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So, I have been charting for less than a week and this is my first cycle post BCP. My non-period ended yesterday morning, and throughout the rest of the day there was no cervical fluid and I recorded it as a 'dry' day. Simple enough?
Today I still *feel* dry, but am seeing a lot of milky/cloudy cervical fluid. It's like my body mostly skipped dry/sticky. Is this just coming-off-bcp weirdness?
On a positive note, I found my cervix this morning.
I'm gonna let Shawna see this and give one of her wicked awesome answers because she gave it to me a while back .
But I don't get a lot of genuinely dry days prior to O.. mine seem to come after. And I only get a sticky day once every cycle or two. I spend most of my time creamy/wet and when I'm fertile It switches to slippery.
~TTC #1 together 1 year and counting ~
Battling Estrogen Dominance, Hashimoto's Thyroiditis and Recurrent Miscarriage one day at a time
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Some women never have truly "dry" days. "Dry" means nothing felt, nothing seen. If you feel dry, but see something - then consider it potentially fertile. After you have 3 cycles of charting completed, you can figure out if this observation is your infertile discharge - but for now, err on the side of fertility.
You can record "dry" as the vaginal sensation observation, record "milky" or "cloudy" for the appearance. Do not expect your body to follow a particular mucus pattern that you saw in a textbook. Every woman's fertility is unique to her, and every cycle is unique. Just chart exactly what you observe. Nothing felt/nothing seen is infertile. Anything else is potentially fertile for now. Are you taking a month without genital contact to really master the mucus observations without other fluids to confuse it, or hoping to jump into the guidelines for TTA right away?
It's VERY common after the BCP to have constant infertile discharge. It's because the BCP shrivels up the parts of the cervix where good quality fertile mucus is produced, which increases the production infertile discharge. It's not uncommon to notice changes in your mucus pattern over time, the longer you go without any BCP in your system. For the first while you might have infertile discharge all the time, a short fertile mucus phase, or not much fertile mucus at all. Then as time goes on, the fertile mucus improves and the infertile discharge may decrease. Full recovery of the cervix can take about 18 months.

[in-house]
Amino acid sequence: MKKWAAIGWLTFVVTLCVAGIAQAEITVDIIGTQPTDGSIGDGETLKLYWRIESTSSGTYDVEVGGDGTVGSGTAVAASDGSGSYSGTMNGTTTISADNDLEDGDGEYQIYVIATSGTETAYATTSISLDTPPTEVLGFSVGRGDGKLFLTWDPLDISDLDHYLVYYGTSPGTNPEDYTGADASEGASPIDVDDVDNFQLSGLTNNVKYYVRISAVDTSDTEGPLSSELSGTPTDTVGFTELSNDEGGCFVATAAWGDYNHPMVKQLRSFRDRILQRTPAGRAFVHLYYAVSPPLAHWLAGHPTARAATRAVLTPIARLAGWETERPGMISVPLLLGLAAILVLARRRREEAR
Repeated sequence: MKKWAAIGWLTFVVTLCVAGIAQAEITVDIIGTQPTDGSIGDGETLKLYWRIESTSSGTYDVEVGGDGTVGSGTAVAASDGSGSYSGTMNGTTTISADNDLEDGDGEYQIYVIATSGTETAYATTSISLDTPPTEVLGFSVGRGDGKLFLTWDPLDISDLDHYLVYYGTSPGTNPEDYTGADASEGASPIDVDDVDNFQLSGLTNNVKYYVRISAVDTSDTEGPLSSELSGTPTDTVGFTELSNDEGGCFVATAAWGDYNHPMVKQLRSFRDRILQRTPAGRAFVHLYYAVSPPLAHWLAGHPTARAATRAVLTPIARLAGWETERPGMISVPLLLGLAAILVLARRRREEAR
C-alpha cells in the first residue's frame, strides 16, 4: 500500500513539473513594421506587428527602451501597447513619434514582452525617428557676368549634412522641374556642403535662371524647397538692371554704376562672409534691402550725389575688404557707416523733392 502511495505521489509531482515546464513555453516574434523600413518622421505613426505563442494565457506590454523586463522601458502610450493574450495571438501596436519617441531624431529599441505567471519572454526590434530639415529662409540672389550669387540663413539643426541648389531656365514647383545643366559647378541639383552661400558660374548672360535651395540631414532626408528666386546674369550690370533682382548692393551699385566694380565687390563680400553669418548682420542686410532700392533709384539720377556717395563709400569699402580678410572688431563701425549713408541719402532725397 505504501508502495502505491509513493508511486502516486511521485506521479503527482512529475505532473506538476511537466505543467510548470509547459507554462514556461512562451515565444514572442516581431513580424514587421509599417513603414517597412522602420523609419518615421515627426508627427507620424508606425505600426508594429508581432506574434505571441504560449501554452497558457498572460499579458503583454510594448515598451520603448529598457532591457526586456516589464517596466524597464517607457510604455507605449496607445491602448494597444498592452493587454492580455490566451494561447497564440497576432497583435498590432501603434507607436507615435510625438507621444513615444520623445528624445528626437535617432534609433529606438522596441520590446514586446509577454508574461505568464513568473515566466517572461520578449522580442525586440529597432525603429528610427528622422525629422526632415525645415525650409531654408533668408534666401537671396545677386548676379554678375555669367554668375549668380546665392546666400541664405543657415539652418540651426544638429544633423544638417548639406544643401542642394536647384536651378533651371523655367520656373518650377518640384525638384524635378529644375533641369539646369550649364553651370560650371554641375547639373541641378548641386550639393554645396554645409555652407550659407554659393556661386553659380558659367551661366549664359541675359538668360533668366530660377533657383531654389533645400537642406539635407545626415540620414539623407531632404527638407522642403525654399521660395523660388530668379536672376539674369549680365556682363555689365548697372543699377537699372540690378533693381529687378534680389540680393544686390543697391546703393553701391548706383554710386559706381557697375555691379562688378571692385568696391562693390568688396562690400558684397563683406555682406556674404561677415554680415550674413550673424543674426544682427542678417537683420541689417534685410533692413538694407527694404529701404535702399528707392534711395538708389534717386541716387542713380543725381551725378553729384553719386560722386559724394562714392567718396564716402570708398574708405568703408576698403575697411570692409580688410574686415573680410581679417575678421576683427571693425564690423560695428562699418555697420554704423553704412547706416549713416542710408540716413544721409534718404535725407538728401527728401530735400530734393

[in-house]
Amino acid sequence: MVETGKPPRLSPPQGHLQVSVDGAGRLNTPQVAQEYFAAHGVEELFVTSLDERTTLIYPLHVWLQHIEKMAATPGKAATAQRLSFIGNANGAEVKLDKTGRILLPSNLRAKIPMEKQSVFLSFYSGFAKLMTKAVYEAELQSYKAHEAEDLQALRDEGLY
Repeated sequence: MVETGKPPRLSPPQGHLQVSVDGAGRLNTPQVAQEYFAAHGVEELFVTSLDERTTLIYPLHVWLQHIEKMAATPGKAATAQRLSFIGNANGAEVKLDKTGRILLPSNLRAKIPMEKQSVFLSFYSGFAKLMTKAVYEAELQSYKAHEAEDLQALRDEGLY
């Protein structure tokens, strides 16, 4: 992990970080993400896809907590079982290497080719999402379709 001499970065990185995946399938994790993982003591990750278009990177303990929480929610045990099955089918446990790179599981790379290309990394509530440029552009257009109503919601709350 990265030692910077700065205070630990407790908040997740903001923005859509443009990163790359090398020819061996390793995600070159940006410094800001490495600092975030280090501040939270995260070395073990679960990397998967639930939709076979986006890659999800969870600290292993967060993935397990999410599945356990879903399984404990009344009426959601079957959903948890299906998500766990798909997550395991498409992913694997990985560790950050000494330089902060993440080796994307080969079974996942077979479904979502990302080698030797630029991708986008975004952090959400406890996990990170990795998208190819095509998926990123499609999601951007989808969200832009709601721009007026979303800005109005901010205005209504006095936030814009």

It's much more confusing to figure it out on your own, so if you're at all open to letting an instructor guide you through it all - I do recommend it! We're here to answer questions too, but it's not quite the same as having step by step guidance and support.
That makes sense. We probably won't have the self-control to go without any contact but we plan on using condoms very generously for the first few months. I know it isn't ideal, but we're moving and putting the finishing touches on our wedding, and I think we would both lose it if we didn't have that special down time together.
As long as I know it's normal to a) have some weirdness coming off of the pill and b) not to have the exact pattern as TCOYF describes, I feel fine. By those definitions, yesterday was a "dry" day after all and I'll just keep note of everything else I see today.
I'm not sure that I'm an instructor type of person. That sort of voice can go in one ear and out the other for me, because mentally I think I've got it figured out (in reality, I usually have a good idea but my brain tends to gloss over the finer details as not important) and then when I realize I don't, that's when I seek out the help (that was probably given to me the first time around but my brain simply deemed it unimportant back then ). I'm working on that.
No problem! Just make sure you chart the times you use a condom as well, since the next's days mucus observations can be obscured by that. It will just take a little longer to sort out what's fertile and what's infertile that way.
Are you using a paper chart from the book, or the charting software that goes with TCOYF? Both are good, because they allow you to record what you feel and what you see!
I'm using both right now - initially I was just going to use the paper chart for temperatures (so I could make sure I recorded the temperature soon after I took it - it's on my nightstand) but it's really not difficult to note everything else on it. I also use the TCOYF software.